[by Mark Safranski, a.k.a. “zen“]
Lieutenant General Paul K. Van Riper is featured in the latest issue of Infinity Journal where he gives a superb tutorial or grand strategy and operations. It should be required reading for the legion of young Hill staffers, newbie think tank operatives, junior officers and aspiring war correspondents who envision a career in shaping national security policy.
(Actually, many of their bosses could use it too)
From Grand Strategy to Operational Design: Getting it Right ( You must register for free to read)
The methods the United States Government currently uses to develop its “grand” or national security strategy are dysfunctional, and the approaches its military uses to design campaigns and major operations are seriously flawed. This article describes how we got into these disturbing circumstances and suggests how the nation’s leaders might go about getting it right.
The nation did not arrive at this dismal and confused situation overnight; thus, it will take time to sort out and correct the many interrelated problems that contribute to the present state of affairs. To understand how the policy-strategy-operations continuum got so far off track we need to review what happened over the last three-quarters of a century.
Early in the Second World War, the United States established the policy and developed a grand strategy to confront the German-Japanese-Italian alliance. Several documents codified that policy and grand strategy. Among the most important were the Atlantic Charter, signed in August 1941, where the United States and the United Kingdom agreed upon the goals of the war, and the Arcadia Conference in January 1942, where the two nations settled on the “Europe First” policy. To meet evolving conditions during the course of the war, the United States modified the policy and the grand strategy formalized in these documents, but for the most part, these documents guided the war effort to a successful conclusion.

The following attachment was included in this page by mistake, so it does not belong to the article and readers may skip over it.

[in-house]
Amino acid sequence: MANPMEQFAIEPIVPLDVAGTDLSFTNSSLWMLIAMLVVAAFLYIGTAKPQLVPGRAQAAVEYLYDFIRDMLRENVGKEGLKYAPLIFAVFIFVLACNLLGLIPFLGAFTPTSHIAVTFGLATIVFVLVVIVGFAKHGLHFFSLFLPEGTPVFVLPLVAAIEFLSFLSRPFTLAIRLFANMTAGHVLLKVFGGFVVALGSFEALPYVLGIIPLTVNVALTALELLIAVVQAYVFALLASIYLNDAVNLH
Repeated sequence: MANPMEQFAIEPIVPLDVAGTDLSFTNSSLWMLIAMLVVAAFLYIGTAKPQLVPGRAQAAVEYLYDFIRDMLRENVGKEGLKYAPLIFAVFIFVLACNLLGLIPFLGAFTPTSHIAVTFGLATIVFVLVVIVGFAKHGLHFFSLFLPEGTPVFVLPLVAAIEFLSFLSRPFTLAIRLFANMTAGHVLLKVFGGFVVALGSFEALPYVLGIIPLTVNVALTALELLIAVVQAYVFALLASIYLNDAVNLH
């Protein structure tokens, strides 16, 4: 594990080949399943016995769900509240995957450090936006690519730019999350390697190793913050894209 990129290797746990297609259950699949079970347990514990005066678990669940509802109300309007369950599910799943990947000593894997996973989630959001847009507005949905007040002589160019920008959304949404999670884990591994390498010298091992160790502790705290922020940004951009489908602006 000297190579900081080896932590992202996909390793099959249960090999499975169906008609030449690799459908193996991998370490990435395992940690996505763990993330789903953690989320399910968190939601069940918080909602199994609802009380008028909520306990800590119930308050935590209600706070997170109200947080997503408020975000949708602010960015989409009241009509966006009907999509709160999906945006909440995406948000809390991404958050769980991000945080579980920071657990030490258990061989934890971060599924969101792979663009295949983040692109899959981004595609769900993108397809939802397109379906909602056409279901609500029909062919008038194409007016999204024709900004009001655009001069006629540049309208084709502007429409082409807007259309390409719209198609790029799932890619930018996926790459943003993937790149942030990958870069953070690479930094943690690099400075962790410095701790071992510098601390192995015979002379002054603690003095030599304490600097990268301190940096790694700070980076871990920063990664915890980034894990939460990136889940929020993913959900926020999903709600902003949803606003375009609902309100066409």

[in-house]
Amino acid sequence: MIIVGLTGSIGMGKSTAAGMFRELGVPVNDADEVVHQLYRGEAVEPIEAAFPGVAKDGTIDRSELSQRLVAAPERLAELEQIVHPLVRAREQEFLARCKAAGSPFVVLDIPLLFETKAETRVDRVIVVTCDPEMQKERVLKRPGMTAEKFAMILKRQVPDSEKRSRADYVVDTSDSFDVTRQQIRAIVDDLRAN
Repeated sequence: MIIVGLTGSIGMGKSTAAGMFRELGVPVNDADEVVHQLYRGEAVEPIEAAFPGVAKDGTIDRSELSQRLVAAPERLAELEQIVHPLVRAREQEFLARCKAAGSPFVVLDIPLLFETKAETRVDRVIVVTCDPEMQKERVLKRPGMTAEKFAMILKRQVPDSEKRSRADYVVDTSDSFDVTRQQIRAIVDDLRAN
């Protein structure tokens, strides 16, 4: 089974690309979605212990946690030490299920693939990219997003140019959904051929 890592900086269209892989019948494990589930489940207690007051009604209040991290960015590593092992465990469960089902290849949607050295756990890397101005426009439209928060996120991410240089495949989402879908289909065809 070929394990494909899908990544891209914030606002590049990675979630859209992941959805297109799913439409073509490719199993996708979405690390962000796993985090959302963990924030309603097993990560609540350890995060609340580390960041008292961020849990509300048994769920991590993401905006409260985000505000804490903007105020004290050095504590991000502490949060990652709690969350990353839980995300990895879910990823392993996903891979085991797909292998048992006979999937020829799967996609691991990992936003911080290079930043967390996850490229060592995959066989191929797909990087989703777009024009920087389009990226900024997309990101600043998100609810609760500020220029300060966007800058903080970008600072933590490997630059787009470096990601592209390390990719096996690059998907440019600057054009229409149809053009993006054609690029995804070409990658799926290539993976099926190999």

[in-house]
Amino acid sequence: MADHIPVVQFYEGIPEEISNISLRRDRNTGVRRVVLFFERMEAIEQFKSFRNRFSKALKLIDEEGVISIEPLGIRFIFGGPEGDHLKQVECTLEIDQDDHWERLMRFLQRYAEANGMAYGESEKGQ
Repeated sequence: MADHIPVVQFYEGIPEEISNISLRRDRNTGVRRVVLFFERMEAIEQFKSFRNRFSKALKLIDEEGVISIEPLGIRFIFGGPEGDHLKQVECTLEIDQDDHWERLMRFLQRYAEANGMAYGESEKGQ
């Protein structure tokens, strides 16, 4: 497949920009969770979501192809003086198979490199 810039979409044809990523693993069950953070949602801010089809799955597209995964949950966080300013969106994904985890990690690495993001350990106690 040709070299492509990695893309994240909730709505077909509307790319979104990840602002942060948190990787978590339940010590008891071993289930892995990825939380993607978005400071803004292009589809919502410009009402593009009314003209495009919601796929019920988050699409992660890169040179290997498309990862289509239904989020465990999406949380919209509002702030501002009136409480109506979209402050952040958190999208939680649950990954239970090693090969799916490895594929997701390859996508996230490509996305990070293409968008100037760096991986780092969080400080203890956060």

Similar operational planning began even before the United States entered the war, with regards to Japan. This planning took on a coalition cast when American, British, and Canadian military staffs met in Washington DC from the last days of January 1941 to late March in a conference known as ABC-1. The creation of the Combined Chiefs of Staff (US Joint Chiefs of Staff and British Chiefs of Staff Committee) in April 1942 made formal a combined planning arrangement. Other Allies, though not members of the Combined Chiefs of Staff, consulted with the CCS throughout the war. The members of the CCS as well as representatives to that body came to decisions and made plans through the practice of frequent discussions.
Looking back, it can seem that what transpired during the Second World War was a “text-book” example of how to establish policy, create a grand strategy, and design campaigns to support that strategy. In actuality, the process was far from smooth, as there were numerous disagreements, and many of the participants experienced angst over what ensued. Still, in its totality the process serves as a worthy exemplar.
Van Riper’s thesis that the current system of formulating policy, constructing strategy and planning operations is legislatively illogical and psychologically-cognitively off-base in terms of actual process is spot on. It is also by now deeply embedded in the bureaucratic DNA of the DoD, JCS, the Armed Services and various agencies of the natsec and intel communities. It represents the career “normal” for most seniors even as politicos come to top civilian policy positions with less and less real natsec or military vice political campaign consultancy experience.
Fixing this problem will involve more than the kind of rearranging of deck chairs and proliferation of bureaucracy that came, say, in the wake of the 9/11 Commission.
Read the rest here.